The NASCAR Cup Series All-Star Trophy is still moonlight

The NASCAR Cup Series All-Star Trophy is still moonlight

Today’s NASCAR Cup Series may look sleek and professional, but its history dates directly back to the Prohibition era, when the craving for alcohol persisted despite bans on production and distribution. Drivers modified their cars to outrun the police, then began taking those cars onto the track for a more legitimate form of competition. Now, as the iconic North Wilkesboro Speedway prepares to host the NASCAR circus again for the annual All-Star Race, it’s returning to the old days of stock car racing with a trophy designed to look like moonlight. .

According to Speedway, the copper and wood trophy was designed by Call Family Distillers in partnership with Checkered Past Speakeasy, and it will be awarded, along with a big cash prize, to the winner of this month’s non-championship All-Star race. . Event logos and the phrase “born to shine” will be branded on a trophy so large that NWS says it will take two people to lift.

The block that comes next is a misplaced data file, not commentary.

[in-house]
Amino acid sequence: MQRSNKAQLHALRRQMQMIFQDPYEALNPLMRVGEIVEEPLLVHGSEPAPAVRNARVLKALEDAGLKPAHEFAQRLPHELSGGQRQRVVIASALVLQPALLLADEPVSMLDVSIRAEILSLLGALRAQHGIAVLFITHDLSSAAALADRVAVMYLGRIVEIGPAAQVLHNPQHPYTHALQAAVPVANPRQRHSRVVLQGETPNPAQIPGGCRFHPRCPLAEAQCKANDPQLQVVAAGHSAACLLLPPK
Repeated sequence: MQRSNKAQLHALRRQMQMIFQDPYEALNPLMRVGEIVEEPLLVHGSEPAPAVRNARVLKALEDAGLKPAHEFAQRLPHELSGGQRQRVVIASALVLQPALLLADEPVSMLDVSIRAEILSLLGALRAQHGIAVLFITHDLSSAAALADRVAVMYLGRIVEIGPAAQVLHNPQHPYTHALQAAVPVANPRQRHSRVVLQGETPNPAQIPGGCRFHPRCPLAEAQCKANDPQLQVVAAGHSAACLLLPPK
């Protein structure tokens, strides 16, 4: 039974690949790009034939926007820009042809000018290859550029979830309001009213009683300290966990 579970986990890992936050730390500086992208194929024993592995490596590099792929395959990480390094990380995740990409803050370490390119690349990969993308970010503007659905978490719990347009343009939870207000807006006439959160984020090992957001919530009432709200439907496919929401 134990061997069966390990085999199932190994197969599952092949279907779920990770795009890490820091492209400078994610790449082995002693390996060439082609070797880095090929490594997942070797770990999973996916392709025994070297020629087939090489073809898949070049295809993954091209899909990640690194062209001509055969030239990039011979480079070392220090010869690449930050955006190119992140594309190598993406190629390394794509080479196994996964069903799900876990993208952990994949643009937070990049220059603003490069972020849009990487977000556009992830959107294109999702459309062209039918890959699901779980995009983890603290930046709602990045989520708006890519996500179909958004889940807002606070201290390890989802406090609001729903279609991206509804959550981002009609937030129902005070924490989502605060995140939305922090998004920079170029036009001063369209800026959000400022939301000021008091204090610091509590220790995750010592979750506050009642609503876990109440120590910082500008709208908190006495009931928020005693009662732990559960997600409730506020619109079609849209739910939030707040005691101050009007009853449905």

“NASCAR and moonshining were arm’s length during the sport’s early days and many of the top drivers began smuggling in fast cars through the back roads of Wilkes County,” said Executive Director Jessica Fickenscher. of the NASCAR All-Star Race at North. Wilkesboro Motor Speedway. “We are delighted to have Call Family Distillers supplying these unique pot still trophies. They will pay a great homage to the early days of NASCAR with a throwback feel that this week’s winners of the NASCAR All-Star Race will cherish.

It’s a fun and cheeky way to welcome NASCAR to North Wilkesboro Speedway, a track that has fallen into disrepair after being closed and reopened multiple times. It once again rose to prominence in the popular imagination thanks to Dale Earnhardt Jr., who led a campaign to encourage iRacing, a racing sim platform, to scan the track. The renewed interest created momentum, leading to the renovation of the track and its facilities. Now it’s the home of non-championship All-Star racing, where NASCAR winners and champions are invited to compete for a big cash prize – and easily the coolest trophy in motorsport history.


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